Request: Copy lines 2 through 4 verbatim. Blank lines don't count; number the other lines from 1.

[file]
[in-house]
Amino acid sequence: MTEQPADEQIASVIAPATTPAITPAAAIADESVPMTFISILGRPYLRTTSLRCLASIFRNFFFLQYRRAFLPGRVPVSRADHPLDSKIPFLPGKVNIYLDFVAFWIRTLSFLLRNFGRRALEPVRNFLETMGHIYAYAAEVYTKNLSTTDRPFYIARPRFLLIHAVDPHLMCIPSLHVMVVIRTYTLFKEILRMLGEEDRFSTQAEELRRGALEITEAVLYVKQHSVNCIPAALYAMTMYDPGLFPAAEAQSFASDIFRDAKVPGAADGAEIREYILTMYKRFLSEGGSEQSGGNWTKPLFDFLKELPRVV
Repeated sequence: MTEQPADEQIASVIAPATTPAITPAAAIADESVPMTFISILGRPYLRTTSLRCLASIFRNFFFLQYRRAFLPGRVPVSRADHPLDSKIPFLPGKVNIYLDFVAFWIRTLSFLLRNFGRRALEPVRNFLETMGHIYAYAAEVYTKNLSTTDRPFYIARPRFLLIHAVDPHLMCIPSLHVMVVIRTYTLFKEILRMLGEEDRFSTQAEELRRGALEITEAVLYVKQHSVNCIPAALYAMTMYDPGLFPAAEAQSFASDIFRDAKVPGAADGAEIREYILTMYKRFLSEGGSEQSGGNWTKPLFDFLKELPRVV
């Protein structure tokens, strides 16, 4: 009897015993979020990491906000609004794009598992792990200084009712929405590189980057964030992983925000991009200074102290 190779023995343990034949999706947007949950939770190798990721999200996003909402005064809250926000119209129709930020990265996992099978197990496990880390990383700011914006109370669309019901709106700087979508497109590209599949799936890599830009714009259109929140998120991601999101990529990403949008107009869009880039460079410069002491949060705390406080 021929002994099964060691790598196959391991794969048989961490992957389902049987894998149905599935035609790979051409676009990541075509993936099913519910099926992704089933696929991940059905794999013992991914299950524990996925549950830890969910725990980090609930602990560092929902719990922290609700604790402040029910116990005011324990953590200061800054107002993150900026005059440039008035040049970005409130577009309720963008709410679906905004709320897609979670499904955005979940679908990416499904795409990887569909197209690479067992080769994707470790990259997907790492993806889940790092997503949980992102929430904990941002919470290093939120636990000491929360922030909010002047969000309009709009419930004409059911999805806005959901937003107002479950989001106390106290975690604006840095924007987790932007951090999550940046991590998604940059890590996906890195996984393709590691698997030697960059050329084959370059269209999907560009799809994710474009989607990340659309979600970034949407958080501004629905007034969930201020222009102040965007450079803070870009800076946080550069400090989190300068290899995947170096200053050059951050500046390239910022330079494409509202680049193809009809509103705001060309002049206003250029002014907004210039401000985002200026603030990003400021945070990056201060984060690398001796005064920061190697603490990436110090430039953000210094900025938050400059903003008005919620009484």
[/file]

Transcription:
Amino acid sequence: MTEQPADEQIASVIAPATTPAITPAAAIADESVPMTFISILGRPYLRTTSLRCLASIFRNFFFLQYRRAFLPGRVPVSRADHPLDSKIPFLPGKVNIYLDFVAFWIRTLSFLLRNFGRRALEPVRNFLETMGHIYAYAAEVYTKNLSTTDRPFYIARPRFLLIHAVDPHLMCIPSLHVMVVIRTYTLFKEILRMLGEEDRFSTQAEELRRGALEITEAVLYVKQHSVNCIPAALYAMTMYDPGLFPAAEAQSFASDIFRDAKVPGAADGAEIREYILTMYKRFLSEGGSEQSGGNWTKPLFDFLKELPRVV
Repeated sequence: MTEQPADEQIASVIAPATTPAITPAAAIADESVPMTFISILGRPYLRTTSLRCLASIFRNFFFLQYRRAFLPGRVPVSRADHPLDSKIPFLPGKVNIYLDFVAFWIRTLSFLLRNFGRRALEPVRNFLETMGHIYAYAAEVYTKNLSTTDRPFYIARPRFLLIHAVDPHLMCIPSLHVMVVIRTYTLFKEILRMLGEEDRFSTQAEELRRGALEITEAVLYVKQHSVNCIPAALYAMTMYDPGLFPAAEAQSFASDIFRDAKVPGAADGAEIREYILTMYKRFLSEGGSEQSGGNWTKPLFDFLKELPRVV
């Protein structure tokens, strides 16, 4: 009897015993979020990491906000609004794009598992792990200084009712929405590189980057964030992983925000991009200074102290 190779023995343990034949999706947007949950939770190798990721999200996003909402005064809250926000119209129709930020990265996992099978197990496990880390990383700011914006109370669309019901709106700087979508497109590209599949799936890599830009714009259109929140998120991601999101990529990403949008107009869009880039460079410069002491949060705390406080 021929002994099964060691790598196959391991794969048989961490992957389902049987894998149905599935035609790979051409676009990541075509993936099913519910099926992704089933696929991940059905794999013992991914299950524990996925549950830890969910725990980090609930602990560092929902719990922290609700604790402040029910116990005011324990953590200061800054107002993150900026005059440039008035040049970005409130577009309720963008709410679906905004709320897609979670499904955005979940679908990416499904795409990887569909197209690479067992080769994707470790990259997907790492993806889940790092997503949980992102929430904990941002919470290093939120636990000491929360922030909010002047969000309009709009419930004409059911999805806005959901937003107002479950989001106390106290975690604006840095924007987790932007951090999550940046991590998604940059890590996906890195996984393709590691698997030697960059050329084959370059269209999907560009799809994710474009989607990340659309979600970034949407958080501004629905007034969930201020222009102040965007450079803070870009800076946080550069400090989190300068290899995947170096200053050059951050500046390239910022330079494409509202680049193809009809509103705001060309002049206003250029002014907004210039401000985002200026603030990003400021945070990056201060984060690398001796005064920061190697603490990436110090430039953000210094900025938050400059903003008005919620009484």